The second is for managers. Structurally, it closely parallels the employee guide, but the language is less on the "supportive and affirming" end of the spectrum than it is quite imperative.

The employee guide references the manager guide a few times, not to avoid repetition and certainly not as a requirement to understand the employee guide, but to accentuate things we're telling employees: "We told you to expect this behavior, and here is where we're telling managers, in imperative language, to do exactly what we told you to expect. If you observe your manager not doing these things, you can see right there in the manual we wrote just for them that they're supposed to be doing those things."

The author asked their sources if all this seemed like too many words or too much reading, and they all said something along the lines of, "no such thing ... if I'm weighing escalating a situation, I'm going to read every word very closely and I'm going to want as much information as possible to help me make my decision and know I'm doing it right."

How to Use These Guides

These two documents are a matched set. They depend on each other because they encourage employees and managers to understand the expectations placed on everybody by linking back and forth to each other. They're meant to work with the sorts of generic open door policies you can find in most companies without requiring any particular change because they're less about articulating the existence of the policy than they are explaining how to behave within it.

If you'd like to use them for your own company, we recommend a few activities to make them ready for use:

  • Review them closely, and edit to suit your situation after interviewing a number of people within the company. These documents were written by a manager who very deliberately drew on the experiences and insight of people who felt the company needed to do more to foster a useful open-door culture. They were written in a spirit of listening and openness, not top-down prescription.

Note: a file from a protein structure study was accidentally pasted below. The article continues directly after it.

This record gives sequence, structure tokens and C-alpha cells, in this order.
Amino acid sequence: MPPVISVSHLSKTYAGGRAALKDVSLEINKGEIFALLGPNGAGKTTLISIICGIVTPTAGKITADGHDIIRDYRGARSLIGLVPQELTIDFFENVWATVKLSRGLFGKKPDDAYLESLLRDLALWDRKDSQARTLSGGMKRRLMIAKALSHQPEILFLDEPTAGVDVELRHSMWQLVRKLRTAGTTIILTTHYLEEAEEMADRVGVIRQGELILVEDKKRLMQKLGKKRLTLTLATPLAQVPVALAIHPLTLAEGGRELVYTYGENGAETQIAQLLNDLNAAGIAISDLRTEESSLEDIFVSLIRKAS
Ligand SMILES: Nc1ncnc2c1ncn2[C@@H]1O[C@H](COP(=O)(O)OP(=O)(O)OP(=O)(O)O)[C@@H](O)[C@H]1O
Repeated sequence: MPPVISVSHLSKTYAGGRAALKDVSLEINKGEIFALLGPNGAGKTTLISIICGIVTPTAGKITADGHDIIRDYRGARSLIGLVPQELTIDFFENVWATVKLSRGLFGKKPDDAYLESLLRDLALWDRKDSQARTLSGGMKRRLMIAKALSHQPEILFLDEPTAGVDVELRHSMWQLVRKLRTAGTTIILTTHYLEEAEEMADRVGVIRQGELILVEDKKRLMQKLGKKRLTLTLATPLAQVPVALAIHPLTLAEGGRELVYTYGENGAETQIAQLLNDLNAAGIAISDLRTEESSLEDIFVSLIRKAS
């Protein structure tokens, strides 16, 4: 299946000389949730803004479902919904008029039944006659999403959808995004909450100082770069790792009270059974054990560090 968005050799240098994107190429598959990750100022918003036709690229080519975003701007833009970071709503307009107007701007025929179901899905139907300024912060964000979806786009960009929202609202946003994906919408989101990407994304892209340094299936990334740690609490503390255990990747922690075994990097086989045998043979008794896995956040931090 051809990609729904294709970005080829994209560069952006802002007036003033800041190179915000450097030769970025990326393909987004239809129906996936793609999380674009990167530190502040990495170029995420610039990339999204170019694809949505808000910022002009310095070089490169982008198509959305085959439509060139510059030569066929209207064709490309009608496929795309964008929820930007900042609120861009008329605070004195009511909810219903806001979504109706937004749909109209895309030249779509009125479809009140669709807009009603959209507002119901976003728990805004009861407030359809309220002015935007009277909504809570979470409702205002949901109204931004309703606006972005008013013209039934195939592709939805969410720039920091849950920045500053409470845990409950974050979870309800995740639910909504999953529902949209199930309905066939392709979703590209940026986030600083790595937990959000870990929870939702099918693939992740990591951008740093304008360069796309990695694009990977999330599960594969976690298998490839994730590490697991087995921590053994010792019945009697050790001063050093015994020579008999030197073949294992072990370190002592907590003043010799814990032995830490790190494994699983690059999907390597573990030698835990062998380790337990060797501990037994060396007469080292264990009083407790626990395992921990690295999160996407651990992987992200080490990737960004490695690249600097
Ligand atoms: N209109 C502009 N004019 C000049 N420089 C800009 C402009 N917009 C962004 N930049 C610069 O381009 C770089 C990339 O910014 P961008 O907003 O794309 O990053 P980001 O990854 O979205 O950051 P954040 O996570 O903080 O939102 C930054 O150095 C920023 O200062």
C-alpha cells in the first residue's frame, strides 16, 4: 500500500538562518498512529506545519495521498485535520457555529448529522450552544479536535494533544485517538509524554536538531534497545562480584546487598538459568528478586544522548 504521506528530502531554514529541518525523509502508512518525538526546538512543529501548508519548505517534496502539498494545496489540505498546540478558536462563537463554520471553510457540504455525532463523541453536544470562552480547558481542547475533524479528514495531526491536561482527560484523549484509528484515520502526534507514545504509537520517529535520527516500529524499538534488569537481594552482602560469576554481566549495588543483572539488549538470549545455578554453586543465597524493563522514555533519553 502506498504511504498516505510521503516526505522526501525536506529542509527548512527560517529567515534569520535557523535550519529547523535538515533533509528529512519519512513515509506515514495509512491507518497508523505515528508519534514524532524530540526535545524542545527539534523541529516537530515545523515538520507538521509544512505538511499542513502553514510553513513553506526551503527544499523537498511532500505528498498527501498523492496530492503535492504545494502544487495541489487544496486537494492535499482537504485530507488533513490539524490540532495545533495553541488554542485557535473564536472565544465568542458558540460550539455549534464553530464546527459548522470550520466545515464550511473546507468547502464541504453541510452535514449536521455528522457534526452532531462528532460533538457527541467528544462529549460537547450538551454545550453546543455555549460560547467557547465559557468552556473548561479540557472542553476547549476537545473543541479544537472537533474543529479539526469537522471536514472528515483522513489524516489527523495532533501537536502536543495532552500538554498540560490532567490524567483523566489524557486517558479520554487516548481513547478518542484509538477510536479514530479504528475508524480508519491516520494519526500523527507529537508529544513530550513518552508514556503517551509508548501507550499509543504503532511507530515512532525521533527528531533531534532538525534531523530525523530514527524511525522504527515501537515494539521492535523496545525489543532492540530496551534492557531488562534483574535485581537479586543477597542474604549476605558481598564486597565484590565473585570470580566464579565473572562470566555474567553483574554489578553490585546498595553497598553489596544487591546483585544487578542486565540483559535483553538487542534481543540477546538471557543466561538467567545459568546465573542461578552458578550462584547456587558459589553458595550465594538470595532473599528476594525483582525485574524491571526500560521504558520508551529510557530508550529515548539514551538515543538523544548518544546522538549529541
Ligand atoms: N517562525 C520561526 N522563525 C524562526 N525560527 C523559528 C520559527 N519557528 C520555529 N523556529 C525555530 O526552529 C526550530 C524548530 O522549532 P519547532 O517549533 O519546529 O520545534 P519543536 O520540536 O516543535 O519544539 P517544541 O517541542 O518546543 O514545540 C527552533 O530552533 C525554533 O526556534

• Personalize them to your company so that they don't read, as most open door policies do, like some boilerplate you downloaded.

  • Fix the links to suit your publishing needs. Every intranet is a little different and has different ways to link to content. When the text references a link to the corresponding section of the other document, try to create a direct link to that part of the content, so that the reader can easily move back and forth between the guides.

  • Train your management team in small groups where discussion is encouraged. Some of the ideas in these guides are new to managers, and some managers engage in behavior these guides explicitly forbid. In particular, these guides emphasize consent and confidentiality, and they tell managers they may not engage in the "friendly heads up," among other behaviors that erode trust and discourage employees from turning to them for help.